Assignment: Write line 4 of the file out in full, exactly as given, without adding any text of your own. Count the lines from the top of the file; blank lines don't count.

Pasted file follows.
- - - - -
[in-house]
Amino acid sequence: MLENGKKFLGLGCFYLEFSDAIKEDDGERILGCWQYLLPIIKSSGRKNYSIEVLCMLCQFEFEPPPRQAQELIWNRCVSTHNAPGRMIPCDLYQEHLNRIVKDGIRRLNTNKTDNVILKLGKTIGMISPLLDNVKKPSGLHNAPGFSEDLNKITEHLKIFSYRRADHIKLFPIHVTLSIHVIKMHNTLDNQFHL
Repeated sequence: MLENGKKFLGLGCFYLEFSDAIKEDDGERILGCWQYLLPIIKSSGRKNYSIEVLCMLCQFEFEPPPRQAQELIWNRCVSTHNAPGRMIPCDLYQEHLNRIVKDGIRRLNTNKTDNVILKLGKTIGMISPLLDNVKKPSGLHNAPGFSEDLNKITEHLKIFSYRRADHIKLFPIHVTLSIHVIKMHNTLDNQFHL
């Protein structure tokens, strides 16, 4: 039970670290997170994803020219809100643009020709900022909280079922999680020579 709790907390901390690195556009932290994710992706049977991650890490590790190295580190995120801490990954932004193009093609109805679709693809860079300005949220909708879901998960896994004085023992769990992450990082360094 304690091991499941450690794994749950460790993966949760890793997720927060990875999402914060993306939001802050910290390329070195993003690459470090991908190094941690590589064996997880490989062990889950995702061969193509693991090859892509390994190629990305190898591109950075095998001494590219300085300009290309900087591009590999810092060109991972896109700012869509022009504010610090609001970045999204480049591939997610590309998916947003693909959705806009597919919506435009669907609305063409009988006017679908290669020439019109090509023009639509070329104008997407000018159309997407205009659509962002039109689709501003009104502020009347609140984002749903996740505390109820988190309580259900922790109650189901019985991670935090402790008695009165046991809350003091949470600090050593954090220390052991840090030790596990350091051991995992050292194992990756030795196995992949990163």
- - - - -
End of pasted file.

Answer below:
């Protein structure tokens, strides 16, 4: 039970670290997170994803020219809100643009020709900022909280079922999680020579 709790907390901390690195556009932290994710992706049977991650890490590790190295580190995120801490990954932004193009093609109805679709693809860079300005949220909708879901998960896994004085023992769990992450990082360094 304690091991499941450690794994749950460790993966949760890793997720927060990875999402914060993306939001802050910290390329070195993003690459470090991908190094941690590589064996997880490989062990889950995702061969193509693991090859892509390994190629990305190898591109950075095998001494590219300085300009290309900087591009590999810092060109991972896109700012869509022009504010610090609001970045999204480049591939997610590309998916947003693909959705806009597919919506435009669907609305063409009988006017679908290669020439019109090509023009639509070329104008997407000018159309997407205009659509962002039109689709501003009104502020009347609140984002749903996740505390109820988190309580259900922790109650189901019985991670935090402790008695009165046991809350003091949470600090050593954090220390052991840090030790596990350091051991995992050292194992990756030795196995992949990163």